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Date: -- (:)
From: Frederick Akalin <akalin@a...>
Subject: Re: [Caml-list] Array 4 MB size limit
Xavier Leroy wrote:
>> I was greatly surprised when I found out there was such a low limit on
>> arrays.  Is there a reason for this?  Will this limit ever be increased?
>>     
>
> As Brian Hurt explained, this limit comes from the fact that heap
> object sizes are stored in N-10 bits, where N is the bit width of the
> processor (32 or 64).
>
> Historical digression: this representation decision was initially
> taken when designing Caml Light in 1989-1990.  At that time, even
> professional workstations ... Little did I know that the 32-bitters would
> survive so long.  Now, it's 2006, and 64-bit processors are becoming
> universally available, in desktop machines at least.  (I've been
> running an AMD64 PC at home since january 2005 with absolutely zero
> problems.)  So, no the data representations of OCaml are not going to
> change to lift the array size limit on 32-bit machines.
>
>   
I see.  This is a perfectly reasonable explanation.  I ended up just 
using Bigarrays of floats for now and converting from those to 3-d 
vectors on demand (what I need), but it would be nice to have a type 
that wraps around Array that can get around the 4M limit (using an array 
of arrays like someone suggested earlier).  It's sad, but I think 32-bit 
is going to be around for a while, and surely I can't be the only person 
to run up against this. :) Not that I mind writing such a library and 
releasing it.  I wonder if the Extlib guys would be interested...
> A better idea would be to determine exactly what data structure you need:
> which abstract operations, what performance requirements, etc.  C++
> and Lisp programmers tend to encode everything as arrays or lists,
> respectively, but quite often these are not the best data structure
> for the application of interest.
>   
I find your assertion surprising.  C++ and Common LISP are by no means 
lacking in standard data structures (and using bare arrays is 
discouraged in C++, as far as I know) and in my experience I haven't 
much seen C++ code that used arrays/vectors when not appropriate.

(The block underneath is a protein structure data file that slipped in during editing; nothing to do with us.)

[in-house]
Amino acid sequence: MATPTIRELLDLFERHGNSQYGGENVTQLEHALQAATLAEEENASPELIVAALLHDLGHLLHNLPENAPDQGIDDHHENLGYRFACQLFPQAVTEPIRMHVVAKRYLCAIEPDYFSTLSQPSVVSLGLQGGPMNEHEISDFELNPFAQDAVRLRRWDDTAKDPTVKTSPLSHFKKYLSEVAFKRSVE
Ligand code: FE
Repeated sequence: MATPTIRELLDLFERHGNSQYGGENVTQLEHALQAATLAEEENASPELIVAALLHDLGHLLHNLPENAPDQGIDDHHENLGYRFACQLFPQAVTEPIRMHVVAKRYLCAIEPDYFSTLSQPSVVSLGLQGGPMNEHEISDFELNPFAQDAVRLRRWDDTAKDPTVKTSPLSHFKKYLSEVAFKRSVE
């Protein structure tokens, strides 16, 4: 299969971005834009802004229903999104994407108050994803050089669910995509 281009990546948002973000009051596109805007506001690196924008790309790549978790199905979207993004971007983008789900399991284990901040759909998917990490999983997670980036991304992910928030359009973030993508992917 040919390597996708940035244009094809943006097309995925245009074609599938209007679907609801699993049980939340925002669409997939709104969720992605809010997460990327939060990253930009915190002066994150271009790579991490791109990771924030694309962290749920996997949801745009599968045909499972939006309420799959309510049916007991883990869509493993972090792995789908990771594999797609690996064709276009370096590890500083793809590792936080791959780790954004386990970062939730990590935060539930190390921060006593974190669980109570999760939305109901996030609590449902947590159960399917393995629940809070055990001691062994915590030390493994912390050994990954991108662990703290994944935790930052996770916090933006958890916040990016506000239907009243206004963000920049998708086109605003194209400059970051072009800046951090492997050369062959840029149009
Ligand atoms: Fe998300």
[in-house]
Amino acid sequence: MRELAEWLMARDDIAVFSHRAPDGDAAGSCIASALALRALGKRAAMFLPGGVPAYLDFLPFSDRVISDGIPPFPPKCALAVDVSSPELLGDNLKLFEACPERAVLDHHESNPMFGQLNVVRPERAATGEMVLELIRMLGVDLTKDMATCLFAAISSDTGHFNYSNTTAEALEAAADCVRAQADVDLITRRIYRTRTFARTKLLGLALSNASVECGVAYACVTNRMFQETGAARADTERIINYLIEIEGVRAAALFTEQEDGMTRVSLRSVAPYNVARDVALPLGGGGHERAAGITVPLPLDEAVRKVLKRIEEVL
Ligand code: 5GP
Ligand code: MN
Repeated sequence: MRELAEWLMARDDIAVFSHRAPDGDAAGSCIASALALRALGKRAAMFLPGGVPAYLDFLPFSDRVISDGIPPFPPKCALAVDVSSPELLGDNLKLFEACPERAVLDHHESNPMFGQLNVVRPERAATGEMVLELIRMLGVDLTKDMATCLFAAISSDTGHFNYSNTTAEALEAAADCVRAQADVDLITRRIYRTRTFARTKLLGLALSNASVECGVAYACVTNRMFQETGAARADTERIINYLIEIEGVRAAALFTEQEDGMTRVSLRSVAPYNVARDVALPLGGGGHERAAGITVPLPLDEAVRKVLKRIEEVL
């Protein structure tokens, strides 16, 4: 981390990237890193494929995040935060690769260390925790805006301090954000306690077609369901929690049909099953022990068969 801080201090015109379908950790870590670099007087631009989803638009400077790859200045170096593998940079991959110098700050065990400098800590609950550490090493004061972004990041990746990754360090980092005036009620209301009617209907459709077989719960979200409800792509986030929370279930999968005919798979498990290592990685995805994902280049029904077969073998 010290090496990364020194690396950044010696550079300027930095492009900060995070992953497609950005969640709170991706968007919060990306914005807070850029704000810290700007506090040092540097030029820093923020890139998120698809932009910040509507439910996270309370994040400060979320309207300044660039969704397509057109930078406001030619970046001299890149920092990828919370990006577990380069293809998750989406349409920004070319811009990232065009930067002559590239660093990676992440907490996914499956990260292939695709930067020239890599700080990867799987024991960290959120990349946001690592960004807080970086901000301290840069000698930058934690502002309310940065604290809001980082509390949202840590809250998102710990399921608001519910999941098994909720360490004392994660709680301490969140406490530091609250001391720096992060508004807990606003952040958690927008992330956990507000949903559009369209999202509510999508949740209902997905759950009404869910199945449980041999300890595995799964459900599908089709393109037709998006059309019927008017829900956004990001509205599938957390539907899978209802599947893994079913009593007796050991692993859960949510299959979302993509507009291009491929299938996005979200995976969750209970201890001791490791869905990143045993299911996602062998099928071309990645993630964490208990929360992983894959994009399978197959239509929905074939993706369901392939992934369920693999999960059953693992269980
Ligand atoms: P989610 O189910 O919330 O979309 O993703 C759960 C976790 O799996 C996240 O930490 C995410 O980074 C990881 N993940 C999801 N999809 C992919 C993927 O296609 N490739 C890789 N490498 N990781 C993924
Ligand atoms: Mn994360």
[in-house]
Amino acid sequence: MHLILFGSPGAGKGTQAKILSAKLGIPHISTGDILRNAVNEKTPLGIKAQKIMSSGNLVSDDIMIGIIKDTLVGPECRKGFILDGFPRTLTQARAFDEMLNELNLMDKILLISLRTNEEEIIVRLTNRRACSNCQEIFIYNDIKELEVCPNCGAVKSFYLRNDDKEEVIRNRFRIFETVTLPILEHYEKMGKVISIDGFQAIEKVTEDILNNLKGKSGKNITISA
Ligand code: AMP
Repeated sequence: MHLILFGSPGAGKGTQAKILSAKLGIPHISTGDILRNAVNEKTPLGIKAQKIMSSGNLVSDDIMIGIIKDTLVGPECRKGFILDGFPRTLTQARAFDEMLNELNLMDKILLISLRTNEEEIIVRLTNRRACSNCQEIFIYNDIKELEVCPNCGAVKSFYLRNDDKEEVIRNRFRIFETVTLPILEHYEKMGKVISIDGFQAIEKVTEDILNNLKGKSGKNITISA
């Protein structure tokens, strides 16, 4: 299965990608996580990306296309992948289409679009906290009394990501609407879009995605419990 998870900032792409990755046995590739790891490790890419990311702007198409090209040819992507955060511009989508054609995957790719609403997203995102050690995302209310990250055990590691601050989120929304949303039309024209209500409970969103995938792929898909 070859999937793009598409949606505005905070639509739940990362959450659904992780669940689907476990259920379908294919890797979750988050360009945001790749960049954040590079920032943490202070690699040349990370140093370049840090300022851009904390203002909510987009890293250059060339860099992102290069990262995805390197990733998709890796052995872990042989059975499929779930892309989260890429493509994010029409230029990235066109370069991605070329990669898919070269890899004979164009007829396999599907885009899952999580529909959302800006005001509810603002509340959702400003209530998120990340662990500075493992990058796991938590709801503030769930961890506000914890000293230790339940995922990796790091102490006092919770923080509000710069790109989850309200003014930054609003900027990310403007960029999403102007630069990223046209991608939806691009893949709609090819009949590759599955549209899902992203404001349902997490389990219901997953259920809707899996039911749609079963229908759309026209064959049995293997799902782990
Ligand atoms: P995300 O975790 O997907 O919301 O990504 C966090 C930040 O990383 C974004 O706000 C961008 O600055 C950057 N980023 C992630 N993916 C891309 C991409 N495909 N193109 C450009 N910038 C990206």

In any case, in my application (a raytracer) I am reading in lists of 
numbers from a file representing the points of a mesh and the triangles 
that make up the mesh (represented by a list of indices into the mesh 
list).  A dynamically resizable, reasonable scalable array seems like 
the best data structure to use.
>> Also, the fact that using lists crashes for the same data set is
>> surprising.  Is there a similar hard limit for lists, or would this be a
>> bug?  Should I post a test case?
>>     
>
> Depends on the platform you use.  In principle, Caml should report
> stack overflows cleanly, by throwing a Stack_overflow exception.
> However, this is hard to do in native code as it depends a lot on the
> processor and OS used.  So, some combinations (e.g. x86/Linux) will
> report stack overflows via an exception, and others will let the
> kernel generate a segfault.
>
> If you're getting the segfault under x86/Linux for instance, please
> post a test case on the bug tracking system.  It's high time that
> Damien shaves :-)
>
>   
Due to some confusion on my part (I didn't realize stderr was buffered 
in OCaml and needed to be flushed), I erroneously thought my program was 
crashing on building the list.  It was, in fact, a List.map lurking 
further along in my code.  I'm running PPC/OS X, which I'm guessing is 
one of those platforms that lets the kernel generate a segfault?  I 
tried it on Linux and it threw an exception as expected.  Damien's 
facial hair is safe. :)
> - Xavier Leroy
>
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>   
Frederick Akalin